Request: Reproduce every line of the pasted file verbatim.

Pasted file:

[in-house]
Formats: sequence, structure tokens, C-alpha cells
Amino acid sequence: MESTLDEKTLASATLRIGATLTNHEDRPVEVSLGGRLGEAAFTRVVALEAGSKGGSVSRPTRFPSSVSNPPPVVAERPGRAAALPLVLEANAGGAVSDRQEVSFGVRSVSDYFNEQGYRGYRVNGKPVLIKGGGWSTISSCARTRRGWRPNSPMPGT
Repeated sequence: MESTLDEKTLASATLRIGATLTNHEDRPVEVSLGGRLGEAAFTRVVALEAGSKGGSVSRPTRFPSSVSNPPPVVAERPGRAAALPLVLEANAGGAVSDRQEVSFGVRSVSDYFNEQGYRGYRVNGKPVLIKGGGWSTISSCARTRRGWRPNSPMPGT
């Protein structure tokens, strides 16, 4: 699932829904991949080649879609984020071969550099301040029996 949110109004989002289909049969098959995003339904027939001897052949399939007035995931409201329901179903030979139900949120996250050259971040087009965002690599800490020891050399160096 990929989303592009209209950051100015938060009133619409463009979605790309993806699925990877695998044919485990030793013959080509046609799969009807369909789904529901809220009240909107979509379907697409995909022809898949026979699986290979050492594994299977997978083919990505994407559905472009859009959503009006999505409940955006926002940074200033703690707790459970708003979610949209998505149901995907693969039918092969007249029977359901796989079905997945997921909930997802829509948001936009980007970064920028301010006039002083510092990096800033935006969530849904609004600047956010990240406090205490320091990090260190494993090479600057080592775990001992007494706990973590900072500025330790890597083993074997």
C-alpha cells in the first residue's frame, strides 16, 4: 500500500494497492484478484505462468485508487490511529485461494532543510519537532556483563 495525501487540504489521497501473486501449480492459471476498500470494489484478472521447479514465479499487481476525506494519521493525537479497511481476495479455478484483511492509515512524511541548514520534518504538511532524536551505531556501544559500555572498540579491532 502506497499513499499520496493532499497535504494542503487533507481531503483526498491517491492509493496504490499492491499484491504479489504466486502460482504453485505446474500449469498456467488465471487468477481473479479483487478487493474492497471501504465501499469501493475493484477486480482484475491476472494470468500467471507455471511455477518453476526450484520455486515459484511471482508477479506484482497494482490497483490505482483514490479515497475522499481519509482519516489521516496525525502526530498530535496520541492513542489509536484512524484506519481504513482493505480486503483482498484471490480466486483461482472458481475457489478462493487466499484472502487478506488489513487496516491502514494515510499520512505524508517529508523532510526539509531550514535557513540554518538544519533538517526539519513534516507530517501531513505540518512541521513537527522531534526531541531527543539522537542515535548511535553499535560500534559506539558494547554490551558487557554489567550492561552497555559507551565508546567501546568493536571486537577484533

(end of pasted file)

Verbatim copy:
[in-house]
Formats: sequence, structure tokens, C-alpha cells
Amino acid sequence: MESTLDEKTLASATLRIGATLTNHEDRPVEVSLGGRLGEAAFTRVVALEAGSKGGSVSRPTRFPSSVSNPPPVVAERPGRAAALPLVLEANAGGAVSDRQEVSFGVRSVSDYFNEQGYRGYRVNGKPVLIKGGGWSTISSCARTRRGWRPNSPMPGT
Repeated sequence: MESTLDEKTLASATLRIGATLTNHEDRPVEVSLGGRLGEAAFTRVVALEAGSKGGSVSRPTRFPSSVSNPPPVVAERPGRAAALPLVLEANAGGAVSDRQEVSFGVRSVSDYFNEQGYRGYRVNGKPVLIKGGGWSTISSCARTRRGWRPNSPMPGT
């Protein structure tokens, strides 16, 4: 699932829904991949080649879609984020071969550099301040029996 949110109004989002289909049969098959995003339904027939001897052949399939007035995931409201329901179903030979139900949120996250050259971040087009965002690599800490020891050399160096 990929989303592009209209950051100015938060009133619409463009979605790309993806699925990877695998044919485990030793013959080509046609799969009807369909789904529901809220009240909107979509379907697409995909022809898949026979699986290979050492594994299977997978083919990505994407559905472009859009959503009006999505409940955006926002940074200033703690707790459970708003979610949209998505149901995907693969039918092969007249029977359901796989079905997945997921909930997802829509948001936009980007970064920028301010006039002083510092990096800033935006969530849904609004600047956010990240406090205490320091990090260190494993090479600057080592775990001992007494706990973590900072500025330790890597083993074997």
C-alpha cells in the first residue's frame, strides 16, 4: 500500500494497492484478484505462468485508487490511529485461494532543510519537532556483563 495525501487540504489521497501473486501449480492459471476498500470494489484478472521447479514465479499487481476525506494519521493525537479497511481476495479455478484483511492509515512524511541548514520534518504538511532524536551505531556501544559500555572498540579491532 502506497499513499499520496493532499497535504494542503487533507481531503483526498491517491492509493496504490499492491499484491504479489504466486502460482504453485505446474500449469498456467488465471487468477481473479479483487478487493474492497471501504465501499469501493475493484477486480482484475491476472494470468500467471507455471511455477518453476526450484520455486515459484511471482508477479506484482497494482490497483490505482483514490479515497475522499481519509482519516489521516496525525502526530498530535496520541492513542489509536484512524484506519481504513482493505480486503483482498484471490480466486483461482472458481475457489478462493487466499484472502487478506488489513487496516491502514494515510499520512505524508517529508523532510526539509531550514535557513540554518538544519533538517526539519513534516507530517501531513505540518512541521513537527522531534526531541531527543539522537542515535548511535553499535560500534559506539558494547554490551558487557554489567550492561552497555559507551565508546567501546568493536571486537577484533